Neophyte's Guide - I Want To Make Things

I Want To Make Things

So you're a digital creationist eh? Wink

Making things can be looked at from 3 perspectives:
- Make Programs: Making a program involves programming. Programming will open your eyes into the digital world like no other experience can. I will forever argue that you do not know computers until you've programmed. A good place to start is to learn C and Java. Visit the tutorials page, ask questions in the forum and IRC for more details into this dark and wonderful world. A great tutorial series on this site is Basic Programming Concepts by Amp. For those interested in C, and contain series of tutorials for learning C. For network programming, please take a look at

- Make Servers: Building a server is a fun adventure that takes far less time than learning to program and is a bit easier. Most people venture here and there's absolutely nothing wrong with it. Everyone should have a file server. If you would like to build a server I would recommend starting with a left over computer that you don't use anymore. It will be older than your current desktop which is perfectly acceptable. You need a super computer to play video games- you DO NOT need one to host a website. I would recommend starting out with something like Debian Linux, which is available from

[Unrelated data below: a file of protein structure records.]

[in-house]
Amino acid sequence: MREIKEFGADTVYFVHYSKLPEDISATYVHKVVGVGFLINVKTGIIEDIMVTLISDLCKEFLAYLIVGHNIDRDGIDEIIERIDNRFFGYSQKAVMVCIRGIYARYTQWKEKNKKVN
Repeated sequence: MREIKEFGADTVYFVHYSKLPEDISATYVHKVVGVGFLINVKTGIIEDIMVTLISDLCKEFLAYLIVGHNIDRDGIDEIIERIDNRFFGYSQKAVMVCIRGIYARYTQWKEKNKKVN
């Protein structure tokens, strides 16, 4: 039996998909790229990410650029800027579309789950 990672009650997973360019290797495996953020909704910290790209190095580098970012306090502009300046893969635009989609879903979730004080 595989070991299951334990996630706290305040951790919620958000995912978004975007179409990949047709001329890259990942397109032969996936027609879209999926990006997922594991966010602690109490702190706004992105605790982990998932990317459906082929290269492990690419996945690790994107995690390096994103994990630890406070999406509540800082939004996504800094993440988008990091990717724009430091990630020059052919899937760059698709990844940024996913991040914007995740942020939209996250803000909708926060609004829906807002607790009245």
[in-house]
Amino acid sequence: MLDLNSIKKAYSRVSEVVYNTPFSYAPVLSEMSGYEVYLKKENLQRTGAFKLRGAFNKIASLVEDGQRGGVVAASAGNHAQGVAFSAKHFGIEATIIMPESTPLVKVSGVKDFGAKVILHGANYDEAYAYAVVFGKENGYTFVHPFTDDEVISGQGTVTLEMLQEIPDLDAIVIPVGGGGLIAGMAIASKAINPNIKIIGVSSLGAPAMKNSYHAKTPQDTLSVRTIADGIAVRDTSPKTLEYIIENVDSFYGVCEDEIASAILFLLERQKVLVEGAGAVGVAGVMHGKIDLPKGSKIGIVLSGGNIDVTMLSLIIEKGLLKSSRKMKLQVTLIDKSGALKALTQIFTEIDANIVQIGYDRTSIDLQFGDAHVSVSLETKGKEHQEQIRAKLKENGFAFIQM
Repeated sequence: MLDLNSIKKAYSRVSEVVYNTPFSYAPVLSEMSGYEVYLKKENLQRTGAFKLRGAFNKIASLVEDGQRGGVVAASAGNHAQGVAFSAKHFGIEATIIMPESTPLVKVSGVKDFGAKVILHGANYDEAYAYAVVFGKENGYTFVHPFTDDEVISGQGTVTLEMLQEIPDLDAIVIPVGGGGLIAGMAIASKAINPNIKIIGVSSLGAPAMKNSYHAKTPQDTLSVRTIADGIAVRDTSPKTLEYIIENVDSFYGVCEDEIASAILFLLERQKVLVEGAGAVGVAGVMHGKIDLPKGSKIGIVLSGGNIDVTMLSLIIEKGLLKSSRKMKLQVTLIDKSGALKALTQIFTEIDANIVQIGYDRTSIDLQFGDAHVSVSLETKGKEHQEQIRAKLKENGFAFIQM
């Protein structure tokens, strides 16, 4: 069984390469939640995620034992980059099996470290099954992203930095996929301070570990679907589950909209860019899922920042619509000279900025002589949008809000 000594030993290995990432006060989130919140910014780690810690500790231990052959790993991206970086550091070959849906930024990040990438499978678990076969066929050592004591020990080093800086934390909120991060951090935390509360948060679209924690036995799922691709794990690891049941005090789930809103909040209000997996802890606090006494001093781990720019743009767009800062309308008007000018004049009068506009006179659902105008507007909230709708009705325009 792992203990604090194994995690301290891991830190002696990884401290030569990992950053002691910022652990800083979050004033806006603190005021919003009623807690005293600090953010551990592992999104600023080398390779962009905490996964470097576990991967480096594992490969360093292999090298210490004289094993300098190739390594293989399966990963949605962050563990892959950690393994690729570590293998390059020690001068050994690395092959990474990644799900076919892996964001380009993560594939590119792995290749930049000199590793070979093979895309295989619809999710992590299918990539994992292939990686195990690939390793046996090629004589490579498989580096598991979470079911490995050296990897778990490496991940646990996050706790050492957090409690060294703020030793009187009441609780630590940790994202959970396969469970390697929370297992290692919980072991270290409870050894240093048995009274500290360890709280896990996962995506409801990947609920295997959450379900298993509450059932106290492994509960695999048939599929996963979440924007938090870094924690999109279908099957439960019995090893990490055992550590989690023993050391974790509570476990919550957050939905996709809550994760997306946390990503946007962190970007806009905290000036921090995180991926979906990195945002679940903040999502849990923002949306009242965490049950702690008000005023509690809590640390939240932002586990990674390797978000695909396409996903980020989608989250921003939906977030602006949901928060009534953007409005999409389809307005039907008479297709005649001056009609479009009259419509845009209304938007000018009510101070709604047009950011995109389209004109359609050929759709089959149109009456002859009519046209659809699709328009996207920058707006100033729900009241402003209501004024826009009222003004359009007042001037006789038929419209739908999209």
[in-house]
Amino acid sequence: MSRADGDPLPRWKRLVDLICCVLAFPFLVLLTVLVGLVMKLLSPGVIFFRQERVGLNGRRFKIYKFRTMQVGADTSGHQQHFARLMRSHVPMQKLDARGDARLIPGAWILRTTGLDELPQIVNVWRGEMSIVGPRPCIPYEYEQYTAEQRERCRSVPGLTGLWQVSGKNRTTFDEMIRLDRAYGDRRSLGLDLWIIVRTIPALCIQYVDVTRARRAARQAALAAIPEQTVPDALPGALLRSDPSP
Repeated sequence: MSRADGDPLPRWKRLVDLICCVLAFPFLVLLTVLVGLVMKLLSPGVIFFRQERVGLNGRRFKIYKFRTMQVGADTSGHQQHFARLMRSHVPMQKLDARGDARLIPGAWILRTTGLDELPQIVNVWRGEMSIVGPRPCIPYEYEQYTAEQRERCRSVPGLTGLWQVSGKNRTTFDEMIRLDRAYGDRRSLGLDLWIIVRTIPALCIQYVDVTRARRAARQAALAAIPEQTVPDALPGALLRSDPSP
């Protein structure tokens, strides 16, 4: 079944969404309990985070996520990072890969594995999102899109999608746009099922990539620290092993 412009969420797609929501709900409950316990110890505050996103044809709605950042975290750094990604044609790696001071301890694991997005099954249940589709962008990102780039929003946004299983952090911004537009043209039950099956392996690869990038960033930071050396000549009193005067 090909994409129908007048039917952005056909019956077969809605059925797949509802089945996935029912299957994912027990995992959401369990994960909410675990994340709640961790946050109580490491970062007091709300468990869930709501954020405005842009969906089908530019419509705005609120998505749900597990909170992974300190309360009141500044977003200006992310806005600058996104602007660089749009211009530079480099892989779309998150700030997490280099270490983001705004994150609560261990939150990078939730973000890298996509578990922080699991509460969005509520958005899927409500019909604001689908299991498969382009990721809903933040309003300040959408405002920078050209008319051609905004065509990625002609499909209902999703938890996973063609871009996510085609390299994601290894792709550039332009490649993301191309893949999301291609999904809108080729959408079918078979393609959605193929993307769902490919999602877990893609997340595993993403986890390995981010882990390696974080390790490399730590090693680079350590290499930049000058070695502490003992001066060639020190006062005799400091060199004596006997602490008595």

- Make Hardware: Making hardware is the most intimidating of the 3. Yet I would argue it's the most expensive and the easiest. You're going to want to start out by looking into the following 2 things:
1. FPGA - - Field Programmable Gate Array. FPGA are programmable circuit boards that allow you to get started right away. Sadly - you do have to buy them and the software to interface with them. It's worth it though.
2. Verilog or HDL - Hardware design programming languages. You feed your verilog or hdl code into the FPGA and viola instant firmware. See it's not that hard.

Alternatively, if you're a masochist, you can start from scratch and build your own ciruits using breadboards. If you're going to go this route I recommend you just enroll in an electronics class. The machinery needed to do this properly is very expensive to buy on your own. Plus there aren't many tutorials regarding these things.